Those with mild cognitive impairment are still quite capable of comprehension, but the thought process may have slowed down a little. Be patient and speak slowly.

Restoring Dignity
Asking for a senior’s opinion about a non-provocative issue may offer them an opportunity to feel respected and still relevant.

At the dinner table when others are present, if a person needs to have their food cut for them, discreetly take the plate back into the kitchen and cut it there. This will add an unspoken but important element of dignity for those being cared for.

Residential and Financial Concerns
The attitudes and behaviors of many seniors are oftentimes driven by an unspoken fear of abandonment.

When parents do not feel that their children have made wise decisions for themselves, they are naturally hesitant to turn over financial control to them.

It was not uncommon for senior women to have deferred to their husbands’ judgment when choices were being made about financial and property issues. If now widowed, they may feel more comfortable acting in accordance with someone else’s say-so for important decision-making.

It may be illuminating to discover what memories a senior has of his or her own parent’s convalescence. What would they, as caregivers, have done differently? Had they promised themselves they would never go to a “nursing home”?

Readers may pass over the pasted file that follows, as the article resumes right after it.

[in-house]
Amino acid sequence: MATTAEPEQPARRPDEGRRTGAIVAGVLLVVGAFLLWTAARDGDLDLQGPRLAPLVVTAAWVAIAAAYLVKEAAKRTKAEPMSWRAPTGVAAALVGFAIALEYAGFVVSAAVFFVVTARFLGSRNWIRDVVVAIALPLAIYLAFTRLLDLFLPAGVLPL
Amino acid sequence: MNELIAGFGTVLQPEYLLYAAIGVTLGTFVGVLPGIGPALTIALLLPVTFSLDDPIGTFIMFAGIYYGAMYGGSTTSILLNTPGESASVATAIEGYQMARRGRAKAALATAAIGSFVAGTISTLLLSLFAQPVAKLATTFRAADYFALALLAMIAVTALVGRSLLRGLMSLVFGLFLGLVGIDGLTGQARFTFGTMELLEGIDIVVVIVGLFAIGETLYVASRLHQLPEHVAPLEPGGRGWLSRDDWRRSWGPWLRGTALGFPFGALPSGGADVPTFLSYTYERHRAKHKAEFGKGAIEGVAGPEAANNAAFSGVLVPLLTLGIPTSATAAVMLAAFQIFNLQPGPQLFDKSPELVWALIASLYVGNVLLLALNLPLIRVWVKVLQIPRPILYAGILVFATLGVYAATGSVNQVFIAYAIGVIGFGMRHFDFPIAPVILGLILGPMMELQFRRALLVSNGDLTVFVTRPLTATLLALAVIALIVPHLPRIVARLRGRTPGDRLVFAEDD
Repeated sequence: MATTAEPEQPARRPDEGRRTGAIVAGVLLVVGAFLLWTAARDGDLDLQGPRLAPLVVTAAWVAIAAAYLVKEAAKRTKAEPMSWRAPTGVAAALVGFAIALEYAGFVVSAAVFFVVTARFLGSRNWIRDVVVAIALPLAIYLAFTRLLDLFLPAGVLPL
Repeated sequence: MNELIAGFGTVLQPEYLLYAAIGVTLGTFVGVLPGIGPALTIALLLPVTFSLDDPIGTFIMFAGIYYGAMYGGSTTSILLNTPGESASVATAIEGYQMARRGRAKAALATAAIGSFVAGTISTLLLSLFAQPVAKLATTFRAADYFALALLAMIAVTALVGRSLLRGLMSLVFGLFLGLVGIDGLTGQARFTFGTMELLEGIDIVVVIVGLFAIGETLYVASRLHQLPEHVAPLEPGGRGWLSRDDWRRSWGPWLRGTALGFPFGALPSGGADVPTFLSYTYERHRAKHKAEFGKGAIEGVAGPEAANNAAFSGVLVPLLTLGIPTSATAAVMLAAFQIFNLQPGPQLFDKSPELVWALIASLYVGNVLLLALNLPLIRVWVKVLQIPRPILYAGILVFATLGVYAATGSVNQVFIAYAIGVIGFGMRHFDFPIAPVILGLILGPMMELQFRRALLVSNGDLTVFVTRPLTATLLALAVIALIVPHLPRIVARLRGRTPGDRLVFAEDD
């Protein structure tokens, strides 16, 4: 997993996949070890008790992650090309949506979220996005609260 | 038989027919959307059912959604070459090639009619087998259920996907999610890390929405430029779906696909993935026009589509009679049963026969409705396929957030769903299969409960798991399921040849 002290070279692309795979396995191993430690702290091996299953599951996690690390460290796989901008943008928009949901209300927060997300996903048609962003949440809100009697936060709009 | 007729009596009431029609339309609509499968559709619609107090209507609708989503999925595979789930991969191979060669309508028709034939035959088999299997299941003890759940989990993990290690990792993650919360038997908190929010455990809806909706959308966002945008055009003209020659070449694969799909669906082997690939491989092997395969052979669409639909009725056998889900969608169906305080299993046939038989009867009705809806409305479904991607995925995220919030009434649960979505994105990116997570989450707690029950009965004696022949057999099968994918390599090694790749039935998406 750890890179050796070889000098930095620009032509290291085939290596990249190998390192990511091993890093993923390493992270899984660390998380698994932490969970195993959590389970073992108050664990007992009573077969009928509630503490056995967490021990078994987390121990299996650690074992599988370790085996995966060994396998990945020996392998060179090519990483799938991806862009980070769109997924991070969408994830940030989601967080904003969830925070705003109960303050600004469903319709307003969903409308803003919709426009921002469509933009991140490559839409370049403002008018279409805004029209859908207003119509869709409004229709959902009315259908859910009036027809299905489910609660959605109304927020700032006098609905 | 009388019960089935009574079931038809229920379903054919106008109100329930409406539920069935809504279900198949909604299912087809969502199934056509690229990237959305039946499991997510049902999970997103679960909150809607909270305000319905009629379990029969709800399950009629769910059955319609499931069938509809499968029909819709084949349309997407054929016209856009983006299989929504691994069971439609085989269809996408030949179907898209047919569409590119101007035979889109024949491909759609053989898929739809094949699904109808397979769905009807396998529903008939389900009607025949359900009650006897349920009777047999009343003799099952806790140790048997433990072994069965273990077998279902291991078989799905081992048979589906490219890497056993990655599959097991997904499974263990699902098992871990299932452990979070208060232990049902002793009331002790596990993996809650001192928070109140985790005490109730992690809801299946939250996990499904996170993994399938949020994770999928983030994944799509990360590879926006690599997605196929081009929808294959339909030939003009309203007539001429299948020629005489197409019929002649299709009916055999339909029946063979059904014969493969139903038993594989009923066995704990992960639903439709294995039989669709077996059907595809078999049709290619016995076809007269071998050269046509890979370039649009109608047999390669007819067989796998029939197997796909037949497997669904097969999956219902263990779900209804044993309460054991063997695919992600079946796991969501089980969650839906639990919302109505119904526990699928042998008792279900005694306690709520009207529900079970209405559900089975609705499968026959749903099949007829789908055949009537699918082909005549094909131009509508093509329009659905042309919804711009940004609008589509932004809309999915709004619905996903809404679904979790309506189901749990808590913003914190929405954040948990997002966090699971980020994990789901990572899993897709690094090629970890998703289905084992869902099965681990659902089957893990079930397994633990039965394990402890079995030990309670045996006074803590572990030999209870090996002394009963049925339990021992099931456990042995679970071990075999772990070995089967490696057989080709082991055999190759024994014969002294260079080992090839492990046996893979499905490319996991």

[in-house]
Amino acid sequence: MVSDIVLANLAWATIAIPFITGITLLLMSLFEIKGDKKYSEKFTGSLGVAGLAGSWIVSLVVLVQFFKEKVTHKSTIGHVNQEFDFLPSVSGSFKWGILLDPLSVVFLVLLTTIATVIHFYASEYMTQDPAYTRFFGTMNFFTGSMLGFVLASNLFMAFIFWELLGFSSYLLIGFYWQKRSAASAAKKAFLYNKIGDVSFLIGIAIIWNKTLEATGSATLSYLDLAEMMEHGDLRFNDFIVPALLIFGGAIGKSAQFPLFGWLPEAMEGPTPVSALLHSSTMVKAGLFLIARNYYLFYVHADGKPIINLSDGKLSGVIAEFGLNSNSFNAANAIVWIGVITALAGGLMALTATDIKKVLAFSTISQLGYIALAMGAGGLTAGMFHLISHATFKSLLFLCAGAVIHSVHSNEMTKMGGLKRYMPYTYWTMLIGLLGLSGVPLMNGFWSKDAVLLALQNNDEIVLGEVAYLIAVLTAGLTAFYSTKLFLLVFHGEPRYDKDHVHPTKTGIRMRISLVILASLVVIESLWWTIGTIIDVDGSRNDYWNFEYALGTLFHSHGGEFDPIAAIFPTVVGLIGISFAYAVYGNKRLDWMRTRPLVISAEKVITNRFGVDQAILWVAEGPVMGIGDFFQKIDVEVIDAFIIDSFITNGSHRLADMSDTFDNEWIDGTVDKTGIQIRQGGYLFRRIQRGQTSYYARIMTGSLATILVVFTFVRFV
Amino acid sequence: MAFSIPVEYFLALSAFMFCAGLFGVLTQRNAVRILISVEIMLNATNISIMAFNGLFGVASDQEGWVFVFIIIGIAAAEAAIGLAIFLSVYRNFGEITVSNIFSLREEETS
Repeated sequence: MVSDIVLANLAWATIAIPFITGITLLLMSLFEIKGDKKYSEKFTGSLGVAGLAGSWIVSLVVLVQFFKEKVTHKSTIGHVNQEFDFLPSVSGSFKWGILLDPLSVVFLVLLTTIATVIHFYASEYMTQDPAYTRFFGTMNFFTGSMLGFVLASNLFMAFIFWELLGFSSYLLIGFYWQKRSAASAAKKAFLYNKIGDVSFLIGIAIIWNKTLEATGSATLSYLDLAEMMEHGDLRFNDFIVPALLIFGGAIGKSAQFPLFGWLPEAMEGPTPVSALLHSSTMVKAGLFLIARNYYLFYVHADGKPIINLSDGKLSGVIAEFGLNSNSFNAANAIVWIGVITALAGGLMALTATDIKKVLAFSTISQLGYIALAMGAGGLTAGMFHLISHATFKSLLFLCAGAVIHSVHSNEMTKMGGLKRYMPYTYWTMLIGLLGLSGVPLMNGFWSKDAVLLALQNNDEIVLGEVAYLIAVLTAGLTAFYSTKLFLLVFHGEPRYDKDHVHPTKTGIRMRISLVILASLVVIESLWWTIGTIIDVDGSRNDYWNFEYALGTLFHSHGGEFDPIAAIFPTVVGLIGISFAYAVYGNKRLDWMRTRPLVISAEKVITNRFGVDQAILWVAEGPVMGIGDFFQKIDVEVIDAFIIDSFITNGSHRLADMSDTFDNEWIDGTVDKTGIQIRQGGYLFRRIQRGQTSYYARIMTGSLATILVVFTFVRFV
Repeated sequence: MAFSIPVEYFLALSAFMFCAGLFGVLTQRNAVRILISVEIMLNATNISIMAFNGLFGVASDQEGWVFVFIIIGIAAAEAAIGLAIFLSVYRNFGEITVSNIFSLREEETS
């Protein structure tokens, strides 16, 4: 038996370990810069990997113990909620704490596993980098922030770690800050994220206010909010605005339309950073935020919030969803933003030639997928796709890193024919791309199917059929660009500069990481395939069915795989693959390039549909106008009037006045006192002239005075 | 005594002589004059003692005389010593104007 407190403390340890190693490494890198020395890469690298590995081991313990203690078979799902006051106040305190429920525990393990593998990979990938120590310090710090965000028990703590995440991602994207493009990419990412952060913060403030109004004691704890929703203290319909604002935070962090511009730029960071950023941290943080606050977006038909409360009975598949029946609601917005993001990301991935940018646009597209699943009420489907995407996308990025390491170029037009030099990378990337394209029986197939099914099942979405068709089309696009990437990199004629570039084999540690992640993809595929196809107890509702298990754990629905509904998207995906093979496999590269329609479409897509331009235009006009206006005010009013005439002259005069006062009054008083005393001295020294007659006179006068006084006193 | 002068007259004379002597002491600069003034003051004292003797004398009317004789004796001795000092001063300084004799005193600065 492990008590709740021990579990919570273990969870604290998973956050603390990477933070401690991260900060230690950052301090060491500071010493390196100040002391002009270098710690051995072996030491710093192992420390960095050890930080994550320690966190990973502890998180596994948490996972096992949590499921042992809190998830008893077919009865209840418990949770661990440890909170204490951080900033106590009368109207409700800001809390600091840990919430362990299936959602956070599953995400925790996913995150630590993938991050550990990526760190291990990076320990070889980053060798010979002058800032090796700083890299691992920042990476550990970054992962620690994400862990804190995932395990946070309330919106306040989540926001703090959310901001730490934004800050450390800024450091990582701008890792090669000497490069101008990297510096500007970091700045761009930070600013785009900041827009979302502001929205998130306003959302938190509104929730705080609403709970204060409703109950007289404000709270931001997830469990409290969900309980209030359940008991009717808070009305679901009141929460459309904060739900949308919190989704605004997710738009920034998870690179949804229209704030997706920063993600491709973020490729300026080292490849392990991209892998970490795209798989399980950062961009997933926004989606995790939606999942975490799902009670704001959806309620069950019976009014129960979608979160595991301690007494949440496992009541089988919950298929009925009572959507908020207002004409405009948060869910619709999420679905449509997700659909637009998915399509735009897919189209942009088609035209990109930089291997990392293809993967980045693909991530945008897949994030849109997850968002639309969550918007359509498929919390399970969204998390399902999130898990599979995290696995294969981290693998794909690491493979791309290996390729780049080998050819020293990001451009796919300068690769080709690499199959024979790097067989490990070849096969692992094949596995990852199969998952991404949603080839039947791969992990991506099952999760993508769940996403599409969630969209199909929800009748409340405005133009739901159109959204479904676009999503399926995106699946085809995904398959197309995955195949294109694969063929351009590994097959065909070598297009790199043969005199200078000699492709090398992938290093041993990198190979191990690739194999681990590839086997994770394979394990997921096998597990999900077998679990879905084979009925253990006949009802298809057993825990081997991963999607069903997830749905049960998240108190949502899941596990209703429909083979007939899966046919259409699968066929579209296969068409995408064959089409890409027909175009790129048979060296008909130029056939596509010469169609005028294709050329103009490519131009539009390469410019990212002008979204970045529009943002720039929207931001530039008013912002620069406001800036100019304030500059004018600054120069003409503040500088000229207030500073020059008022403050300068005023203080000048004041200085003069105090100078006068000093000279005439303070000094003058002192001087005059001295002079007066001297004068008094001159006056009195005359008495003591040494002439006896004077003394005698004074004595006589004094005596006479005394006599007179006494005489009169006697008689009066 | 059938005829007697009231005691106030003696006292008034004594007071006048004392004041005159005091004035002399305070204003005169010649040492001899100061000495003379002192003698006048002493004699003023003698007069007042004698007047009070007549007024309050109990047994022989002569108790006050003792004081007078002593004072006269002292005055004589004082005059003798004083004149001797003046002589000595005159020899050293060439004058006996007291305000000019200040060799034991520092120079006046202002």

When a senior is facing the prospect of moving to a continuing care or assisted living community, speak to them about what they think this will be like. Many will have a stark vision of facilities from many years ago when options were relatively limited.

About Moodiness
Seniors will experience good days and bad days due to effects of pain, adjustment to medications and or emotional issues.

Seniors who seem short-tempered may be responding to the frustrating lack of control of not being able to think as quickly, and remember as well, as they once had.

Psychology of Seniors
Understand and be prepared to recognize the issues that trigger depression and anxiety for seniors.

Be sensitive to anniversary depressions. Birthdays, anniversaries, and major holidays evoke memories of those who have passed, and independence lost.

For most, losing control of physical functioning is difficult. Experiencing the steady loss of friends and relatives leads to sadness and isolation. For those with dementia, witnessing the gradual loss of one’s own self can be the ultimate loneliness.